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My user name is the Romaji transliteration of the Katakana transcription of my Spanish name, which apparently is not an uncommon name in Japan.

No, I am not the (also Spanish) guy behind http://www.MiGeRu.com

We have met the enemy, and he is us — Pogo

by Migeru (migeru at eurotrib dot com) on Mon Dec 31st, 2007 at 07:42:24 AM EST
...our Japanese department is having a field day with your handle.
by de Gondi (publiobestia aaaatttthotmaildaughtusual) on Mon Dec 31st, 2007 at 12:41:00 PM EST
[ Parent ]
I was once in Firenze for a month studying italian and one of my classmates we a Japanese who had been living in Italy for two years and spoke with a Tuscan accent. He said he had a nephew called Migeru back in Japan, whose parents were a Spanish/Japanese mixed couple.

We have met the enemy, and he is us — Pogo
by Migeru (migeru at eurotrib dot com) on Mon Dec 31st, 2007 at 12:56:10 PM EST
[ Parent ]
I'd assumed that Migeru was your real name and that it was Spanish.  This was before I knew you were actually from Spain but weren't called Migeru.
by In Wales (inwales aaat eurotrib.com) on Mon Dec 31st, 2007 at 12:59:04 PM EST
[ Parent ]
Mi ge-i ru is about as close as you can get to "Miguel". "r" and "l" are indistinguishable in Japanese which leads to a lot of misspellings and mispronunciation by Japanese.

According to my Japanese friends "Migeru" is not at all common in Japanese. In fact it's the kanji transcription of "Miguel".

The fun part is what kanji are used to transcribe the syllables of the name. You can come up with hilarious phrases. The Chinese under Mao regularly used deprecatory kanjis to transcribe evil capitalist world leaders' names. Unfortunately I don't remember any off hand. A vague memory of a US Sec of State coming off as "ugly evil man with long nose".

So, kanji-wise, Mi gei ru can come off hilarious or slightly poetic.

by de Gondi (publiobestia aaaatttthotmaildaughtusual) on Mon Dec 31st, 2007 at 01:26:41 PM EST
[ Parent ]
There are a number of manga/anime characters whose name is from an European language, but in English editions (or already on English inscriptions in the manga/anime) was translated back with an r instead of l or vice versa. Say, the Trigun manga's Razlo (should be Lazlo), Full Metal Panic!'s Teletha "Tessa" Testarossa (should be Teresa).

*Lunatic*, n.
One whose delusions are out of fashion.
by DoDo on Mon Dec 31st, 2007 at 01:49:06 PM EST
[ Parent ]
Come on, give me a list of Kanji meanings of my name!

We have met the enemy, and he is us — Pogo
by Migeru (migeru at eurotrib dot com) on Mon Dec 31st, 2007 at 02:30:45 PM EST
[ Parent ]
I'll start with the nicest one:

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From top to bottom: Beauty Art Current (as in stream). Current(s) of beautiful art (correnti di belle arti may sound better but implies art movements whereas we're dealing with waterstream currents).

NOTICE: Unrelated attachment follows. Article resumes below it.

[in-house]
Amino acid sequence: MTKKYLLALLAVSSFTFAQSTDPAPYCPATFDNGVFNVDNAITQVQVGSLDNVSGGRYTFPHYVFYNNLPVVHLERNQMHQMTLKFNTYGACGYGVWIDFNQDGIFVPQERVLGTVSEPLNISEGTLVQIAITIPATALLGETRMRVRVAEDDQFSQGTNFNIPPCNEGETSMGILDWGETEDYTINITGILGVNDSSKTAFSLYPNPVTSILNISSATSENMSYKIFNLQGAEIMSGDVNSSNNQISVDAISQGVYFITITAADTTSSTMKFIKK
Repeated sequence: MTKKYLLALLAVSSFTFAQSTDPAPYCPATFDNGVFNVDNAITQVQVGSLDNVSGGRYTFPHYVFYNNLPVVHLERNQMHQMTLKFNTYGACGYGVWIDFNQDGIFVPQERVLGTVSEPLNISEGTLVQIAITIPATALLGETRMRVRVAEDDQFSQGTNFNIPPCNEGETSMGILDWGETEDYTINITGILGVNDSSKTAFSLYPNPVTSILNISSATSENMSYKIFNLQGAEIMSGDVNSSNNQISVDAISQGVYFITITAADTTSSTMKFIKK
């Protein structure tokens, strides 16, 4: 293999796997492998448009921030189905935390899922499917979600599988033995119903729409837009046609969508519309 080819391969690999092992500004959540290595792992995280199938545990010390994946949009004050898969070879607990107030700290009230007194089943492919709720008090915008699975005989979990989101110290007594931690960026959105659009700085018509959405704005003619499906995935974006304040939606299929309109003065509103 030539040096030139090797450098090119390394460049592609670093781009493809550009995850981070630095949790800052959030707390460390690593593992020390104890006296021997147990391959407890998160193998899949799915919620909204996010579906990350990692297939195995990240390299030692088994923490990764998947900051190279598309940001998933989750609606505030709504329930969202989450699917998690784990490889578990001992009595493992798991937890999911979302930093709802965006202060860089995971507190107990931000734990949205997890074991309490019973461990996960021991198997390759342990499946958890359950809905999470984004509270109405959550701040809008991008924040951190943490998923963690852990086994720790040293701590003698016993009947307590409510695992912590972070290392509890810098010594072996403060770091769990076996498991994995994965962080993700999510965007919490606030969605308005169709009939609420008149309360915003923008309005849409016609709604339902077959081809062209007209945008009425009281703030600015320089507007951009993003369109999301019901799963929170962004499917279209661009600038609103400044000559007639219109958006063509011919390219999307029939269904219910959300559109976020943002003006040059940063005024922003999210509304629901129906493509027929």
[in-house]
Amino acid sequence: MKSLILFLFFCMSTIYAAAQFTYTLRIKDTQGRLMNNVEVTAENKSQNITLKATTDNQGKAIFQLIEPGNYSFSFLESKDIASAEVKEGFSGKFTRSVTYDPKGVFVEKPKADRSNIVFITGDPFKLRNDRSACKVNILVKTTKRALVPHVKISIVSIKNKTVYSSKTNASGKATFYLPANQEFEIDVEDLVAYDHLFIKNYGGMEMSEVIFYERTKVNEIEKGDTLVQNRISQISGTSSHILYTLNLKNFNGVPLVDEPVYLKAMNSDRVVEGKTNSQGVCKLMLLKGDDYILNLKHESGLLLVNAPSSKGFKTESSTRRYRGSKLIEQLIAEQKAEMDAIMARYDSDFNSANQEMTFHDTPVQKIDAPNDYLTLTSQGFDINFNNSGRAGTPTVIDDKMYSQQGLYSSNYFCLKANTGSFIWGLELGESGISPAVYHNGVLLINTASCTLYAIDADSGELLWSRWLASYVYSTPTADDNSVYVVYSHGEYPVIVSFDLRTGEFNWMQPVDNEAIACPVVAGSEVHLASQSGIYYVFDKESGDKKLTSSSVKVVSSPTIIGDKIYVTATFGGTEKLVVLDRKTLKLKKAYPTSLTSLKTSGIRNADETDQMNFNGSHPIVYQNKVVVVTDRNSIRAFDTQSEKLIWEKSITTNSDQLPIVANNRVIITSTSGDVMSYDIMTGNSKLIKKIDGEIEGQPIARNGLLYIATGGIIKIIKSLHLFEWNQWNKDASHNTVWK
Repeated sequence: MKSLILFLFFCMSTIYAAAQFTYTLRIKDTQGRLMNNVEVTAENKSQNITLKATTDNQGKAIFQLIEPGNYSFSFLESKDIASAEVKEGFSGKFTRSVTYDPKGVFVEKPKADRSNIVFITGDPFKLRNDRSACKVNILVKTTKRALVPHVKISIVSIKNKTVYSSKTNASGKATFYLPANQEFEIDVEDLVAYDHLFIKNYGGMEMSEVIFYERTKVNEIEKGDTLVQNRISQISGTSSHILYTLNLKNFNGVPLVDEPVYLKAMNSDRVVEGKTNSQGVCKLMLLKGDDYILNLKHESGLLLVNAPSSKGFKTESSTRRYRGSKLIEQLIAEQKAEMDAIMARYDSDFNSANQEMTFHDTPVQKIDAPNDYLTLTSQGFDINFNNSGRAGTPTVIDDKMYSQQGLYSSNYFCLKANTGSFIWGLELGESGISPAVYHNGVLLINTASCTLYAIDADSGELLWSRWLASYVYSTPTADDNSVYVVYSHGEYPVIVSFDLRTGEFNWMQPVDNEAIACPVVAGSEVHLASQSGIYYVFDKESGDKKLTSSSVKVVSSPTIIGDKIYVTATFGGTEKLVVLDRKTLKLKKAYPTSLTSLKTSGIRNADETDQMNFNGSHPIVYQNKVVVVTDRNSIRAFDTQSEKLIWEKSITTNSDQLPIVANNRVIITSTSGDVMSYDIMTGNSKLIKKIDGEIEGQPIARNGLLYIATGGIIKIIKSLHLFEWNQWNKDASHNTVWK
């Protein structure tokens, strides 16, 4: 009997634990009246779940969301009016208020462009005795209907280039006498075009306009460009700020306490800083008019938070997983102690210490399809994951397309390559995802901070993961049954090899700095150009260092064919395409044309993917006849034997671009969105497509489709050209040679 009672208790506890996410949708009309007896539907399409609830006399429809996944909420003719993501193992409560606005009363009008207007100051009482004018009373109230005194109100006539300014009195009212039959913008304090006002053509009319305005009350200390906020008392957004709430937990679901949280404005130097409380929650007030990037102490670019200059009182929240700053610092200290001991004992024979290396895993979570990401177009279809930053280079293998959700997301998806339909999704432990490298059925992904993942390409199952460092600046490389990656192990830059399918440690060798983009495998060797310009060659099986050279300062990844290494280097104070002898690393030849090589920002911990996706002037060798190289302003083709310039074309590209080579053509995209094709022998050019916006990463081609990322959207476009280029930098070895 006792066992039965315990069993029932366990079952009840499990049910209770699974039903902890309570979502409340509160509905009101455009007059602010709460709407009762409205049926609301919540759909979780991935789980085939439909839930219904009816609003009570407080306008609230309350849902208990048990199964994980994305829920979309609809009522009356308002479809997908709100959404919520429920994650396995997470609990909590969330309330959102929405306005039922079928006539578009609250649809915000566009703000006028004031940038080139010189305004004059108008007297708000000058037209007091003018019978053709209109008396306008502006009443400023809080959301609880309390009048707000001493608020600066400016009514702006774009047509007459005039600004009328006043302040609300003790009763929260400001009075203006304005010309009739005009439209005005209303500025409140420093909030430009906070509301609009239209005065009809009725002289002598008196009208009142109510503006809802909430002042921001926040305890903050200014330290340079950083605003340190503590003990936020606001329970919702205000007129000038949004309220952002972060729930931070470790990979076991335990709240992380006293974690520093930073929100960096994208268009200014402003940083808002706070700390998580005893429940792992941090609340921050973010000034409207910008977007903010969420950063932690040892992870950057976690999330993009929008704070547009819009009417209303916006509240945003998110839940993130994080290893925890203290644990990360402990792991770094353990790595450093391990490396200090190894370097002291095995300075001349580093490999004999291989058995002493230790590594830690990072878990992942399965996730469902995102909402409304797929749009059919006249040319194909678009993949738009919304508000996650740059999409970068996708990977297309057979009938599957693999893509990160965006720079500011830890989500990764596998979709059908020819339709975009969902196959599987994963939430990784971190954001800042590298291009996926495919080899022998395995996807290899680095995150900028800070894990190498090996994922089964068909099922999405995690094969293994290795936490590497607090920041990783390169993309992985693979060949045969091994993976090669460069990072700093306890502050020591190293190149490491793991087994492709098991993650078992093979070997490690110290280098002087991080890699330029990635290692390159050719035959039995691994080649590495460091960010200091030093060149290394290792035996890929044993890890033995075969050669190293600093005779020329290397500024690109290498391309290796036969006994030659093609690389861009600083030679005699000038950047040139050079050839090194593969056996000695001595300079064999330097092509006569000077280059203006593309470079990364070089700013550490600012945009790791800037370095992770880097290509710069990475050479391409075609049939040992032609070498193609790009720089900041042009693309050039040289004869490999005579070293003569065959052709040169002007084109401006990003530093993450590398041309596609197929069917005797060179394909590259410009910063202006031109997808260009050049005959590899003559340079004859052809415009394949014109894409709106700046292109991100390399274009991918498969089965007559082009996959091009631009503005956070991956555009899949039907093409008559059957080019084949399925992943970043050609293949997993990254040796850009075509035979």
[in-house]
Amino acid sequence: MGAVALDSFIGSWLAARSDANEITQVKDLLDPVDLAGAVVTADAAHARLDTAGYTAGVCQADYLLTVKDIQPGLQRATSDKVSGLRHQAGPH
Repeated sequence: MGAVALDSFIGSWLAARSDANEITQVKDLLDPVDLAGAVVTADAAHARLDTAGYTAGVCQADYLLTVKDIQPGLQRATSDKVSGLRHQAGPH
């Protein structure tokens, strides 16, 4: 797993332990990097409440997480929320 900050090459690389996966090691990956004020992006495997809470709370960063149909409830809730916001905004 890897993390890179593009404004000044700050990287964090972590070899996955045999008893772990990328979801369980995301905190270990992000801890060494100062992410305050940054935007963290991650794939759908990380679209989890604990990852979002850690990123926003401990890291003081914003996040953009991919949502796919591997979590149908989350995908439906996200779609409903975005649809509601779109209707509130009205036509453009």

by de Gondi (publiobestia aaaatttthotmaildaughtusual) on Mon Dec 31st, 2007 at 02:48:09 PM EST
[ Parent ]
Judging from pictures of you, this one currently doesn't apply:

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From top to bottom: Three hairs remain. Which ever way you juggle it, it's a countdown to baldness.

by de Gondi (publiobestia aaaatttthotmaildaughtusual) on Mon Dec 31st, 2007 at 02:56:38 PM EST
[ Parent ]
It reminds me of this Spanish children's song.

La bruja tiene tres pelos / Tres pelos tiene la bruja / Si no tuviera tres pelos / Ya no sería la bruja

It is a countdown song in that it's supposed to be repeated dropping one word at a time, until none of the song remains.

We have met the enemy, and he is us — Pogo

by Migeru (migeru at eurotrib dot com) on Mon Dec 31st, 2007 at 02:58:40 PM EST
[ Parent ]
This is the worst we've come up with. I'll use classic kanjis for a change:

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From top to bottom: Taste (or smell) Whale Remains. It could suggest that you make a living cutting up whale at the Tsukiji Fish Market before dawn. (And don't wash after.)

by de Gondi (publiobestia aaaatttthotmaildaughtusual) on Mon Dec 31st, 2007 at 03:10:03 PM EST
[ Parent ]
Here is an excellent resource for information about kanji and Japanese words:

http://www.csse.monash.edu.au/~jwb/wwwjdic.html

You can get a list of characters searched by romaji here:

http://www.csse.monash.edu.au/~jwb/cgi-bin/wwwjdic.cgi?1B

Using that second page, you can search on mi, ge (or gei, if you like) and ru to come up with various combinations.

However, once you just choose a combination, if possible, get someone with native Japanese or Chinese language ability (that would not be me) to check the passability of your desired kanji combination.  Sometimes people (including myself) come up with really ridiculous-sounding/meaning character combinations (see http://www.hanzismatter.com/ and http://www.engrish.com/ to see what it looks like with the shoe on the other foot).  Actually, what passes in Chinese may not pass in Japanese, and vice-versa (although, three characters in Japanese are quite rare anyway.)  And remember, as your name will not sound the same in Chinese as in Japanese, you would only ask a Chinese for a sanity check based on the combination and order of the character meanings.